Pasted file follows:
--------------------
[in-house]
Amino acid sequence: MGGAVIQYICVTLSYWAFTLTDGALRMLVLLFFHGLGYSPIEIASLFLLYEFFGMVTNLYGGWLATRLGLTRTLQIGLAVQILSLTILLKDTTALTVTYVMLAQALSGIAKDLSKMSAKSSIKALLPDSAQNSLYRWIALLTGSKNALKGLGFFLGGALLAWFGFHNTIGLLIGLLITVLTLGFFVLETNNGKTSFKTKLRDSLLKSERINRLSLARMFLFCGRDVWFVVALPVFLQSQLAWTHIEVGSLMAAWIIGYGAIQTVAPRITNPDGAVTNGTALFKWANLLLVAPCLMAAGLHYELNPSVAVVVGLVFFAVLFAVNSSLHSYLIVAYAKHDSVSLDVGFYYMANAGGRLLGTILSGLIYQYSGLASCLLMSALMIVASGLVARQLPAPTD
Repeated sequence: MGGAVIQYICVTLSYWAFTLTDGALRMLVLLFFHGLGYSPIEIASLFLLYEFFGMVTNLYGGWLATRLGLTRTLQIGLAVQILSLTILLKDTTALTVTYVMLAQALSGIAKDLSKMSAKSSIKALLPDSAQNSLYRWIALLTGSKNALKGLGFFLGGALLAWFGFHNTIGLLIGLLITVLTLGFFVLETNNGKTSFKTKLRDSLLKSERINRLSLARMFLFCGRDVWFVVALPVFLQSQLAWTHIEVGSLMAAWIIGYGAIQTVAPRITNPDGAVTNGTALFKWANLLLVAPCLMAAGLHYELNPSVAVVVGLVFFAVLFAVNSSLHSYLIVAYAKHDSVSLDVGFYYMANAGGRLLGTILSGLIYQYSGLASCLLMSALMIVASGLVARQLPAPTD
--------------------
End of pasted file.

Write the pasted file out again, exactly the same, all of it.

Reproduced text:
[in-house]
Amino acid sequence: MGGAVIQYICVTLSYWAFTLTDGALRMLVLLFFHGLGYSPIEIASLFLLYEFFGMVTNLYGGWLATRLGLTRTLQIGLAVQILSLTILLKDTTALTVTYVMLAQALSGIAKDLSKMSAKSSIKALLPDSAQNSLYRWIALLTGSKNALKGLGFFLGGALLAWFGFHNTIGLLIGLLITVLTLGFFVLETNNGKTSFKTKLRDSLLKSERINRLSLARMFLFCGRDVWFVVALPVFLQSQLAWTHIEVGSLMAAWIIGYGAIQTVAPRITNPDGAVTNGTALFKWANLLLVAPCLMAAGLHYELNPSVAVVVGLVFFAVLFAVNSSLHSYLIVAYAKHDSVSLDVGFYYMANAGGRLLGTILSGLIYQYSGLASCLLMSALMIVASGLVARQLPAPTD
Repeated sequence: MGGAVIQYICVTLSYWAFTLTDGALRMLVLLFFHGLGYSPIEIASLFLLYEFFGMVTNLYGGWLATRLGLTRTLQIGLAVQILSLTILLKDTTALTVTYVMLAQALSGIAKDLSKMSAKSSIKALLPDSAQNSLYRWIALLTGSKNALKGLGFFLGGALLAWFGFHNTIGLLIGLLITVLTLGFFVLETNNGKTSFKTKLRDSLLKSERINRLSLARMFLFCGRDVWFVVALPVFLQSQLAWTHIEVGSLMAAWIIGYGAIQTVAPRITNPDGAVTNGTALFKWANLLLVAPCLMAAGLHYELNPSVAVVVGLVFFAVLFAVNSSLHSYLIVAYAKHDSVSLDVGFYYMANAGGRLLGTILSGLIYQYSGLASCLLMSALMIVASGLVARQLPAPTD